AndrewPrice said...

Jed, We'll see. Any decent lawyer will tell you that it's impossible to predict what a court will do, but you can come up with some pretty good guesses. And everything I know about this court and its prior cases tells me that they will strike down the requirement that people buy insurance. But until it happens, that's just a guess. . . but it's a guess that even the left is beginning to accept.

Unknown said...

Andrew: I hope they're not leaving town on Muni. They'll never make it a full block without a collision or a fare hike.

Writer X said...

Bravo, Commentarama!

Just like reporting on those who SUPPORT the Arizona immigration bill, the MSM has been negligent (que surprise!) on reporting that 20 states have sued to stop ObamaCare. And may very well prevail.

Perhaps Obama should go back to making lame jokes off teleprompter. That seems to be what he does best.

AndrewPrice said...

Thanks Writer X!

You're right about the MSM. Somehow they seem to be able to report every single person opposed to Arizona, but not a single mention of all the polls that show close to 70% support nationwide for Arizona. They did a ton of stories on how frivolous these suits were but never mentioned that more and more states are joining them, and this was the only story I found that actually told the truth about the merits of the suits.

It's the same old story everytime. You have to really look for news that opposes the MSM's liberal-world view, but you can just sit back and be flooded with unsupported stories that support liberalism.

Individualist said...

Seems to me any time 20 of 50 states ban together to stop a government law that alone makes it "serious".

So how does Sotomayor and Kagan changes in the court help or hurt this?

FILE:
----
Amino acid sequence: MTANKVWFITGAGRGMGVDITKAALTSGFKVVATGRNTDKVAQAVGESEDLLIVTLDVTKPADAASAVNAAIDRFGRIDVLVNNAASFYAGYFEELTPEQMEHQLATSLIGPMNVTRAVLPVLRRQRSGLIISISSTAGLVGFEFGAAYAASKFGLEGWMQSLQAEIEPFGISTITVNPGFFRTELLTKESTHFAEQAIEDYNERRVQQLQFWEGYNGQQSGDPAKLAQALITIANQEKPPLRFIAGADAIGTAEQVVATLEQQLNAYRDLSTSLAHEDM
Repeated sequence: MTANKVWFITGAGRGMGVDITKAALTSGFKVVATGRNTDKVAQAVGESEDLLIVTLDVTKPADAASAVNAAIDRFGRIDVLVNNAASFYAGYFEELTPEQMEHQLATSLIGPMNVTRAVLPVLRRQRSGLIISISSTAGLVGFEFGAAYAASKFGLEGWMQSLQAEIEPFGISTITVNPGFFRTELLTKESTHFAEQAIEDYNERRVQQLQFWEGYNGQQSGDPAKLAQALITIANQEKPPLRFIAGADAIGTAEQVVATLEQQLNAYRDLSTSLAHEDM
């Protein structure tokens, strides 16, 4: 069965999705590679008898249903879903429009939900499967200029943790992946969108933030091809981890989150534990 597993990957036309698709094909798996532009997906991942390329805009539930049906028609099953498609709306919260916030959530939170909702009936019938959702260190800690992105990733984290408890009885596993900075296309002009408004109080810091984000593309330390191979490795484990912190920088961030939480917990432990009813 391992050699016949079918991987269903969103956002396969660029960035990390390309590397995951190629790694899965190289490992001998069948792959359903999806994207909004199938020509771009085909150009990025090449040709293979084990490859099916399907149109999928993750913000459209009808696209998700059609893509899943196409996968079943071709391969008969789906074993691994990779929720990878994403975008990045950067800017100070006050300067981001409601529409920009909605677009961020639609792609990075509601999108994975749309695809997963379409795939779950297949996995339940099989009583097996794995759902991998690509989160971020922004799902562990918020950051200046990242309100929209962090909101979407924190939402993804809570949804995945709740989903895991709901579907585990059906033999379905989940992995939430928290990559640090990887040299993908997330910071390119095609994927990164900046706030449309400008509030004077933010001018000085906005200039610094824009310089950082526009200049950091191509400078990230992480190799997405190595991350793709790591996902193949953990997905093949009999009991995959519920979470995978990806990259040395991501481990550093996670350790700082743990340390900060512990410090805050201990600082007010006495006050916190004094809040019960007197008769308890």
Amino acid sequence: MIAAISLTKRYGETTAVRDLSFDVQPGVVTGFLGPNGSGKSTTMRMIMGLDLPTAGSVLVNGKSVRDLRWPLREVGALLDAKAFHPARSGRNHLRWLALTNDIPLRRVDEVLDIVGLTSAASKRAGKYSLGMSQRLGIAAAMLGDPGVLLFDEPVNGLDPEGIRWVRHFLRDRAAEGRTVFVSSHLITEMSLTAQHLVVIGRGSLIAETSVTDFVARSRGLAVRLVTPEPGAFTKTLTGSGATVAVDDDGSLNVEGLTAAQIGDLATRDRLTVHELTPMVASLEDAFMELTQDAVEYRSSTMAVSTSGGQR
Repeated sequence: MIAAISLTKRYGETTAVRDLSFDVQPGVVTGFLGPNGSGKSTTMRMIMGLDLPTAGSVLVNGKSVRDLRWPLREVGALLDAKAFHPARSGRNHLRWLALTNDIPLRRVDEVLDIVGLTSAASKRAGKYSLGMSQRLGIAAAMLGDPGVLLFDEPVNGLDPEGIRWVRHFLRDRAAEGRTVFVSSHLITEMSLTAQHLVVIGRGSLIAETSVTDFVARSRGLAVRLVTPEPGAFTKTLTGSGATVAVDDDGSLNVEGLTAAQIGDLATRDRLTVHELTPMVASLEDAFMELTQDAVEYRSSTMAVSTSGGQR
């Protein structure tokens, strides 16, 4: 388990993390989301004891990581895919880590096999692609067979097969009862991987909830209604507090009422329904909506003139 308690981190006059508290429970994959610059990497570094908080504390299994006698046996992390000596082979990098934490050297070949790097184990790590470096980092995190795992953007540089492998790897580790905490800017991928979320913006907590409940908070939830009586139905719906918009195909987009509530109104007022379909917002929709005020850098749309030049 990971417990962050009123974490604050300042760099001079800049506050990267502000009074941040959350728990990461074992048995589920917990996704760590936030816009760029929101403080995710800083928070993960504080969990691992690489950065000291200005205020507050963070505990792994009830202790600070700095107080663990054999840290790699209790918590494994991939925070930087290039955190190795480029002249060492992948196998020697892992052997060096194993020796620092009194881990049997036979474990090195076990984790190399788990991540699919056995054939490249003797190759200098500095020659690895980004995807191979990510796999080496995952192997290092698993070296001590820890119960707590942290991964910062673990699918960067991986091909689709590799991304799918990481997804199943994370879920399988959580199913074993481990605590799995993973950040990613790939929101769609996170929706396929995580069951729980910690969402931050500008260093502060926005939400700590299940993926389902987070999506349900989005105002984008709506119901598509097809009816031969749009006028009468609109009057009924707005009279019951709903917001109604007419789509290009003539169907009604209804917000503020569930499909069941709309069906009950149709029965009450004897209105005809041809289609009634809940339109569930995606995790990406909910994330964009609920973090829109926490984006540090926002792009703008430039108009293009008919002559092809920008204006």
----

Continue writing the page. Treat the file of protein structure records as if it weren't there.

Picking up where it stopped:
AndrewPrice said...

Individualist, You're right. Any time a lot of states take the same action, that usually means they're on to something. States don't just file suit to see what happens.

Neither Sotomayor or Kagan can affect the outcome because they are replacing minority (liberal) votes. Thus, at worst, we are still looking at a 5-4 conservative majority. . . assuming everyone continues to vote the same as they have been.

That said, from what I've seen, Kagan actually seems to respect the Constitution (Drudge's headlines notwithstanding). IF that's the case, then we could be looking at a 6-3 decision instead of a 5-4, which would be even more significant. But, as I said the other day, nothing is sure with Kagan yet -- though the evidence seems to be that she respects the constitutional framework. We'll have to wait and see.

StanH said...

That sounds great! But as you say we’ll have to wait and see.

Not being a lawyer, but an observer. I know that the Supreme Court often refuses to hear cases as meritless, or no legal precedent. Another unwritten rule, Barrycare being created by two of the three branches of government, legislative and executive, they hesitate over stepping their bounds. Thus leaving the creation of laws to the voter. But, as we know, Barry and his leftist minions, forced this law through against the will of the American people. Will this make a difference…what are your thoughts? …I know you’re not a swami, but…

AndrewPrice said...

Stan, The Supreme Court tends not to hear cases that it thinks won't matter and it avoids cases that it thinks should be left to the political process (generally, but not always). But with this case being brought by the states against the Federal government, it is much more likely that the court will hear it because that's the kind of dispute that can't be solved politically.

AndrewPrice said...

P.S. Stan, I would be surprised if they didn't hear this one eventually.